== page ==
Furman University had a plan: install energy-producing solar panels, save money on power bills and help the environment. The idea was sound. There was just one big problem –South Carolina has state limits on solar products.
The school has reached the state limit and is unable to add any more solar products to heat and light the campus buildings. Solar energy expansion will become a huge problem for schools and businesses that want to cut pollution and use renewable energy sources.
South Carolina caps solar energy at 100 kilowatts for non-residential customers. The limits were put into place five years ago and many green energy advocates are voicing complaint about them. College’s like Furman who are vested in green initiatives are hitting a wall because of the State’s limits.
“We’re still able to do things, but we just can’t move forward with any future solar,” said Jeff Redderson, Furman’s associate vice president for facility and campus services. “At some point, that will become a real problem.”
According to the Interstate Renewable Energy Council, two dozen states have caps on solar energy. Almost all of them are less restrictive than South Carolina. South Carolina isn’t doing well in the solar energy policy field. It has failed in two key categories– net-metering and interconnection rules– according to the 2013 Freeing the Grid report given to the state.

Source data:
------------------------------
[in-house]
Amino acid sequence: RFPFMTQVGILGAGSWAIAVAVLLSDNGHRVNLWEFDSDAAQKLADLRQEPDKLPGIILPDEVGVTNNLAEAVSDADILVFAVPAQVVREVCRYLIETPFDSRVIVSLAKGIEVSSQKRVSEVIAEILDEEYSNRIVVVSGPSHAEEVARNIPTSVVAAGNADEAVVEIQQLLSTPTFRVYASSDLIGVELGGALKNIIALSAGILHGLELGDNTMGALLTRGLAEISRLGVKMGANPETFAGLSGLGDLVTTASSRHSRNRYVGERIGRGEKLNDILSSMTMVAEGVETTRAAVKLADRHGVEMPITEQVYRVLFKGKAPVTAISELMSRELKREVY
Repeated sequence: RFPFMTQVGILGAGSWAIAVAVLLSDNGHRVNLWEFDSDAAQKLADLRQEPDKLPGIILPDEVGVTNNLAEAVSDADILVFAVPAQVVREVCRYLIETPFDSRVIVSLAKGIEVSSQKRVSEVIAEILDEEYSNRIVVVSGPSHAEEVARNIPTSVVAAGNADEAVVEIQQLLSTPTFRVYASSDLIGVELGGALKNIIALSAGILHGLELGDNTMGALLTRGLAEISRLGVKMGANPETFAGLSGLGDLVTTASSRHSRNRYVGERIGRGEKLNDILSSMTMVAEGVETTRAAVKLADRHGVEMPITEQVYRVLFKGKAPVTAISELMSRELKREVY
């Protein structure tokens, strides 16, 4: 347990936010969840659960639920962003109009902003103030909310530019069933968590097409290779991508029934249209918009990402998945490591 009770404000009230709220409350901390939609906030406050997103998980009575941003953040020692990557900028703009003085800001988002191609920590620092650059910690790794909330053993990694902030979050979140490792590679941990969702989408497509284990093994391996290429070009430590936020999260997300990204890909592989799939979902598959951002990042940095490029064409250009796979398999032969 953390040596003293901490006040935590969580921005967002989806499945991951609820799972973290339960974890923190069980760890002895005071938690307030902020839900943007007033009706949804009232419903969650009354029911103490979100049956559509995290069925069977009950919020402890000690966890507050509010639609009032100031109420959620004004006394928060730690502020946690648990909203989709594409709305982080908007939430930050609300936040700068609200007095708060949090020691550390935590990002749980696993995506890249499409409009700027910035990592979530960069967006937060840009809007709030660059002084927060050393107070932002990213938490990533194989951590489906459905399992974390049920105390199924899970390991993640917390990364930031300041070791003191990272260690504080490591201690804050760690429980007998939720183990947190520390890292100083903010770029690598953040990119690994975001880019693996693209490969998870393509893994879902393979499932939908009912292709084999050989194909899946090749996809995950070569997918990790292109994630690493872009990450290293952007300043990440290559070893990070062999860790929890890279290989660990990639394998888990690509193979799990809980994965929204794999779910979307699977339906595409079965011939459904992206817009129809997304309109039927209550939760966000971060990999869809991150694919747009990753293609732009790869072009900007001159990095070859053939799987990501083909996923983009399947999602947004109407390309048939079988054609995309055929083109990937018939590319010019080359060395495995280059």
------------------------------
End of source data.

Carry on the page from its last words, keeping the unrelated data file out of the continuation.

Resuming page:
The biggest problem South Carolina is facing is that power companies are not ready to embrace solar expansion. The biggest reason is potential loss of revenue. If Furman University wants to push pass the state limit, it would need approval from the power company. The deal would almost certainly favor the power company rather than the college campus.
Furman University is a leader in sustainability. Redderson said, “We hope to become carbon neutral by 2026, but in order to do that, we would need to invest in a larger-scale renewable energy project.”
The only viable way for Furman to reach its goal is for the state to loosen up its solar energy policies.
Linda St.Cyr is a writer, blogger, activist, and short story author. She writes about news, sustainability, green energy, food, celebrities and much more. Often she is busy being vocal about feeding the hungry, sheltering the homeless, and shedding a light on human rights violations all over the world.